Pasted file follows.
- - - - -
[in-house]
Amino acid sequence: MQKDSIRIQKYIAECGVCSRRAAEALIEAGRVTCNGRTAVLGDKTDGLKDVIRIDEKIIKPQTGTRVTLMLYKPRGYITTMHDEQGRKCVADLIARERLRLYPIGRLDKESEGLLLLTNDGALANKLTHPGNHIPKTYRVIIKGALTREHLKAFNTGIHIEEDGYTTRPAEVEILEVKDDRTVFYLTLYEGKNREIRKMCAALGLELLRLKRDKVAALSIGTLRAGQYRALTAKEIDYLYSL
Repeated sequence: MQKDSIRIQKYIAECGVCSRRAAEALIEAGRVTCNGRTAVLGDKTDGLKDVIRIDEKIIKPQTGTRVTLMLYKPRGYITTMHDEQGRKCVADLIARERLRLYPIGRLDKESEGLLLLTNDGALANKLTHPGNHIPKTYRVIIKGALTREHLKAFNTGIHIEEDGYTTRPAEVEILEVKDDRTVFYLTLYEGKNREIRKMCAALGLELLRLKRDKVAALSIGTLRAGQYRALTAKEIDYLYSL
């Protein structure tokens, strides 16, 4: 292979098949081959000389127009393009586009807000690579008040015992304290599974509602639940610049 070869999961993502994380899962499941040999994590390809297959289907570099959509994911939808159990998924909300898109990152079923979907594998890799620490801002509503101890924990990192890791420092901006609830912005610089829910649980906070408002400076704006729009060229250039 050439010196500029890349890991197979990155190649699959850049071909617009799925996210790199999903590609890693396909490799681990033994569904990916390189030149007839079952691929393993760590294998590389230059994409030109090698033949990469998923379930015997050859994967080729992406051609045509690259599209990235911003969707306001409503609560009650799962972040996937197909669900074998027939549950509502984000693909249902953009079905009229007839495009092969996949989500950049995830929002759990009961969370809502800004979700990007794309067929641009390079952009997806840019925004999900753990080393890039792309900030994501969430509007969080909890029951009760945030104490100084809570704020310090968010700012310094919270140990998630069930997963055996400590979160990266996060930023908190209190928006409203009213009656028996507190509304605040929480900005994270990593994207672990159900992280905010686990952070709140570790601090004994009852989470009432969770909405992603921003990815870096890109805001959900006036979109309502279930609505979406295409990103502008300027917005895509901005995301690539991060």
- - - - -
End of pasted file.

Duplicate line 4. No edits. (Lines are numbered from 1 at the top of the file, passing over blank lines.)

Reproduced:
């Protein structure tokens, strides 16, 4: 292979098949081959000389127009393009586009807000690579008040015992304290599974509602639940610049 070869999961993502994380899962499941040999994590390809297959289907570099959509994911939808159990998924909300898109990152079923979907594998890799620490801002509503101890924990990192890791420092901006609830912005610089829910649980906070408002400076704006729009060229250039 050439010196500029890349890991197979990155190649699959850049071909617009799925996210790199999903590609890693396909490799681990033994569904990916390189030149007839079952691929393993760590294998590389230059994409030109090698033949990469998923379930015997050859994967080729992406051609045509690259599209990235911003969707306001409503609560009650799962972040996937197909669900074998027939549950509502984000693909249902953009079905009229007839495009092969996949989500950049995830929002759990009961969370809502800004979700990007794309067929641009390079952009997806840019925004999900753990080393890039792309900030994501969430509007969080909890029951009760945030104490100084809570704020310090968010700012310094919270140990998630069930997963055996400590979160990266996060930023908190209190928006409203009213009656028996507190509304605040929480900005994270990593994207672990159900992280905010686990952070709140570790601090004994009852989470009432969770909405992603921003990815870096890109805001959900006036979109309502279930609505979406295409990103502008300027917005895509901005995301690539991060």